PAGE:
his death in a bike race in Chicago in 2008, Matthew
Manger-Lynch was a passionate professional chef and avid
Manger had just finished a meditation session at a yoga retreat in
Houston when she picked up her phone and heard the news that would
plunge her into what she later called "a dark tunnel of
It was Feb. 24,
2008. Mangerís adored son, Matthew Manger-Lynch, 29, had been riding
in a bike race in Chicago when he was struck and killed by an oncoming
Manger says she
does not remember much about the trip back home to Milwaukee. Her son
Luke and Lukeís wife, Kathy, accompanied her on the flight home, and
her husband, Bill Lynch, was waiting at the airport, all of them
stunned by shock and disbelief.
published book, "Riding Through Grief," chronicles the
journey of Manger-Lynchís family as they make their way through the
aftermath of his death. Gently and with extraordinary grace, Manger
documents the emotions of a mother trying to make sense of it all.
an artist, art educator and author, had received acclaim for her
earlier books ó "Mary Nohl: Inside and Out, a Biography of the
Artist," and a young personís version, "Mary Nohl: A
Lifetime in Art" ó she says she did not set out to write about
this deeply personal experience.
kind of started writing," she recalls. "I might be riding my
bike somewhere and Iíd put notes on my cell phone."
Judy Bridges encouraged her to organize those stories into a book that
might be helpful for others who are grieving or trying to cope with a
devastating loss. Kurt Chandler, who had edited the Mary Nohl books,
helped to edit "Riding Through Grief," Manger says.
very difficult to write, but I think it was really very healing for me
to do it, too, just to review Mattís life and our time
together," Manger says. "Iíd find myself laughing, it was
just a good experience to recollect the past and kind of savor the
stories, a lot of which were not in the book. It helped me to remember
things that Iíd long ago forgotten."
a passionate professional chef and avid cyclist, and lived full speed
ahead in what his mother describes as "bursts."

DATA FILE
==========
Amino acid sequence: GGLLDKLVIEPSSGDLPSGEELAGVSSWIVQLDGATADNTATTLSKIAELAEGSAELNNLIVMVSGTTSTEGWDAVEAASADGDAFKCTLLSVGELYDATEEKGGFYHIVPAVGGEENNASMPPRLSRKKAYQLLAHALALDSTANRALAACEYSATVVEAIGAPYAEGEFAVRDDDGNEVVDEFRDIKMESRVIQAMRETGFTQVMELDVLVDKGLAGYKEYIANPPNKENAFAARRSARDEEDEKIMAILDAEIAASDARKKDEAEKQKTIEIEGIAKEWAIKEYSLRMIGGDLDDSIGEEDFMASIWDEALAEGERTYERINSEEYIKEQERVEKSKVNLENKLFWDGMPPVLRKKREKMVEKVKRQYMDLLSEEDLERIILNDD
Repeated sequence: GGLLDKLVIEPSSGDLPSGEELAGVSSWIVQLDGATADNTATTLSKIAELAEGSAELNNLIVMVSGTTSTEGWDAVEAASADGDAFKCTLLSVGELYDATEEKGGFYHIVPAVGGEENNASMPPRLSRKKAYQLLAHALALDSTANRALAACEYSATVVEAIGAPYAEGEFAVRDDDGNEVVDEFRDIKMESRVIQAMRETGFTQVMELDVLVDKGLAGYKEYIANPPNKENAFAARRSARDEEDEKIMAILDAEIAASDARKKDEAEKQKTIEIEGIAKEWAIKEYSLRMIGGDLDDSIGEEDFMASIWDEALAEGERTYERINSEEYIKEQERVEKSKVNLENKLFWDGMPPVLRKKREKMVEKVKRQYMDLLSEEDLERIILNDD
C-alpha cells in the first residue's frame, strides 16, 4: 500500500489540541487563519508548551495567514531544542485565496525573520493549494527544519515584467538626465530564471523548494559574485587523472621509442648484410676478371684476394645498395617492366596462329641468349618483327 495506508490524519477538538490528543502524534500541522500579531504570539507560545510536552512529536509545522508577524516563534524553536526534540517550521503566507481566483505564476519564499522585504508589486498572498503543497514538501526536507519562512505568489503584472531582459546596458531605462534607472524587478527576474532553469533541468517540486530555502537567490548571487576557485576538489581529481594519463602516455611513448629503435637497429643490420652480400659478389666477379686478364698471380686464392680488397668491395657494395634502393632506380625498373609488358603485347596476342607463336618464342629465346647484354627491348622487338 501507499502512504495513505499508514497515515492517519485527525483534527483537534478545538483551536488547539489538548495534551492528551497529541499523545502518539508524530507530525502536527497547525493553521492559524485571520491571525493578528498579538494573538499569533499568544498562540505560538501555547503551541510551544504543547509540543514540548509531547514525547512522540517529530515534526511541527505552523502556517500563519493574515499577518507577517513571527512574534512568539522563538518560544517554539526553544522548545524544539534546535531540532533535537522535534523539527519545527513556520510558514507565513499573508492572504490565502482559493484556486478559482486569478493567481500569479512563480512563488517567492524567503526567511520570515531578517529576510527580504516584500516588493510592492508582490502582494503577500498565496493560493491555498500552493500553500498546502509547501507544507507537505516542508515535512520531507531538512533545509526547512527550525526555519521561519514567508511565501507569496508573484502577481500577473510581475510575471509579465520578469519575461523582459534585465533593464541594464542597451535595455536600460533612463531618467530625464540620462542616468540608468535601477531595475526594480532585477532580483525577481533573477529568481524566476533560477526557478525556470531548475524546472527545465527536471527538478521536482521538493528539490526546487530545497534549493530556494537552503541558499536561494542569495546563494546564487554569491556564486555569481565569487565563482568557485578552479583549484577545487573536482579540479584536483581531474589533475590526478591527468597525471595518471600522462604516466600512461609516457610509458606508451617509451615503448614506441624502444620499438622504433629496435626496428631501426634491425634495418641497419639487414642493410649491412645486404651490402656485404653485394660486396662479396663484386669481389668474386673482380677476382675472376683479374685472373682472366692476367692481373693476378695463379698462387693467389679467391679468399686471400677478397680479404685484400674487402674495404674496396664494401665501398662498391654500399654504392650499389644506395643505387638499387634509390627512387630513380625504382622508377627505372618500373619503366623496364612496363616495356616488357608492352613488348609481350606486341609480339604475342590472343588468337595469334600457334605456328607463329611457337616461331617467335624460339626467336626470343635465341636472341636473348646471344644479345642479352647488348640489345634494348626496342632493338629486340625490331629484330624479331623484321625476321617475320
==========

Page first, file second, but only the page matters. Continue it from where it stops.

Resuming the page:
In the book,
Manger writes: "When Matt entered a room, it was with a burst of
sunshiny energy. He filled any space with it. I do not think he was
aware of the effect of his presence. Nor would he know the effect of
personality permeates the book, in a middle-school essay, in one of
the few recipes heíd written down, and in the stories told by his
family and many good friends. Some of their memories of him were
written shortly after his death, others specifically for the book.
really lucky to have these things that they wrote," Manger says.
Through Grief" is not a "how-to" book, she notes.
any expert on grief. Iíve experienced it, but thatís all. Iíve
absorbed the grief and now Iím beyond merely functioning,"
Manger says. "I donít think grieving really stops. You learn
how to live with it Ö I really hope the book can bring solace or
peace to others who are grieving."
Meet Visuals at Library
new East Branch of the Milwaukee Public Library opens this fall,
the work of two local artists, Santiago Cucullu and kathryn e.
martin, will greet book lovers. The library commissioned the
pair to create public art installations for the new wing,
encouraging the artists to incorporate aspects of the local
neighborhood and community into their designs.
by the diversity and shared experience of library patrons,
Cuculluís mural series will unite imagery from
architectural elements of existing libraries throughout the
city. Martinís piece focuses on the areaís topography
and its inherent beauty. Using reclaimed wood from trees
removed by the new branchís construction, she will create
a topographic map of Milwaukeeís East Side, carving
geographical contours and lines into the wood.
two artists demonstrate unique styles, the ability to engage the
community in their design and previous experience creating
public art," says Paula Kiely, Milwaukee Public Library
director. "For the library, public art is an important part
of creating an engaging community space."
artists have exhibited extensively and are actively involved in
the local art community. Cucullu is an adjunct faculty member at
the Milwaukee Institute of Art & Design, and
martin lectures at UW-Milwaukee.
www.mpl.org/eastlibrary to view the artistsí